by STEVE HAN | @steve_han
It was an ordinary night for Kim Seong-baek in July 2012. He was sleeping in the corner of a subway station in Seoul, South Korea. He had been homeless for over 10 years when a stranger approached him with a job offer that would also provide him with a place to live starting at the crack of the dawn.
Kim, whose court records state that he has a 12-year-old’s social awareness, accepted the no-brainer of an offer.
But within hours, Kim was getting beaten by his boss Hong Jeong-gi in Siniu-do, an island on the southwestern coast of the Korean peninsula. For the next two years, the half-blind and mentally disabled Kim was forced to work 18 hours a day as a salt miner under inhumanely abusive conditions without pay.
Kim later learned that the man he met at the subway station was an illegal job agent who was paid by Hong. For $700, the man reported Kim missing and sent him to Hong who worked him brutally at his sea salt farm. Every time Kim tried to escape, he was rounded up by Hong’s guards.
After two years of trying to escape, Kim finally got his wish when he mailed a letter to his mother in Seoul. His mother then contacted Seo Je-gong, a Seoul police captain, and the two visited the island posing as tourists. They rescued Kim after arresting Hong, who now faces a 3-year prison sentence.
Sinui-do has a longstanding history of exploitation and enslavement of those subject to social vulnerability like Kim. However, not many are as fortunate as Kim, who had family searching for him.
South Korea’s human rights publication CoWalkNews reported in April that the lives of slaves on the island have become something of an open secret. In some cases, the families of the victims knowingly abandon them in Sinui-do after agreeing to get paid by the slave owners to stay quiet. After all, many of the victims are those who have been exiled from their families even before they become slaves.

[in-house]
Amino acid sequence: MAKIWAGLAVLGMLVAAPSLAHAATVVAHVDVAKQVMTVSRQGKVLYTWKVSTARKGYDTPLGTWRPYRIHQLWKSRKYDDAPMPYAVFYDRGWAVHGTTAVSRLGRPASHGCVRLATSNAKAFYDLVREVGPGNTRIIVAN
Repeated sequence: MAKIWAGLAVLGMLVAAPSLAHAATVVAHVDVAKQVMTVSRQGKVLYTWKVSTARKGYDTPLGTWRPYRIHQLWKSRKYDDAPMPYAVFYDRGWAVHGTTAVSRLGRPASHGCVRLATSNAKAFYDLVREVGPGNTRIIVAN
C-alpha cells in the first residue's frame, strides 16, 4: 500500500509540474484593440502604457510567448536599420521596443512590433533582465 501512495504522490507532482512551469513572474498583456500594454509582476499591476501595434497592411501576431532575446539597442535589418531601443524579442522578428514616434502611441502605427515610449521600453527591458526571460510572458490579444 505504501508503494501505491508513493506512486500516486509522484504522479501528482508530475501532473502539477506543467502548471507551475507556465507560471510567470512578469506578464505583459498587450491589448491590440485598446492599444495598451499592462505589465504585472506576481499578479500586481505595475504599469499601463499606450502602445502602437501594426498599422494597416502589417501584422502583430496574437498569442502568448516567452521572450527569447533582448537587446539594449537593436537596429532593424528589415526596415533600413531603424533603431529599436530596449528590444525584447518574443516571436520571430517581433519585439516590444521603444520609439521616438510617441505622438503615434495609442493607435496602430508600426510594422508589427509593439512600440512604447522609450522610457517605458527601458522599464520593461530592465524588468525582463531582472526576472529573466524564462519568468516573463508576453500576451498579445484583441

Kim’s case sparked an intense public attention, which later prompted government investigations which found more than 100 victims similar to Kim, but the Associated Press reported that the nationwide probe has made little difference. Outside of the 50 island farm owners and job brokers who were indicted, thousands of other suspected slave owners have claimed that they have merely provided jobs for the disabled and homeless.
Regardless, the worldwide publicity on Kim’s case has tarnished the reputation of Sinui-do and its population of 18,000. The locals have complained that the alleged slavery was deployed by only a few farm owners on an island, where over half of its population work in the sea salt production industry, and expressed discontent at the media for tainting their home as the “slave island.”
Sinui-do, which produces over 50,000 tons of sea salt, is also a home to about 820 households, along with two elementary schools and a middle school.
“There have been many rape cases in Seoul,” a 52-year-old Sinui-do resident, only identified by his last name Hong, told News1. “So is Seoul now a city of rapists? It’s unjust to call our island an island of slaves.”
But the residents also sympathize with the alleged slaves who have been subject to abuse by their bosses.
“These are people who are neglected and mistreated,” said Hong Chi-guk, a 64-year-old salt farmer in Sinui-do, in an interview with the AP. “What alternative does our society have for them?”
Photo courtesy of OhMyNews.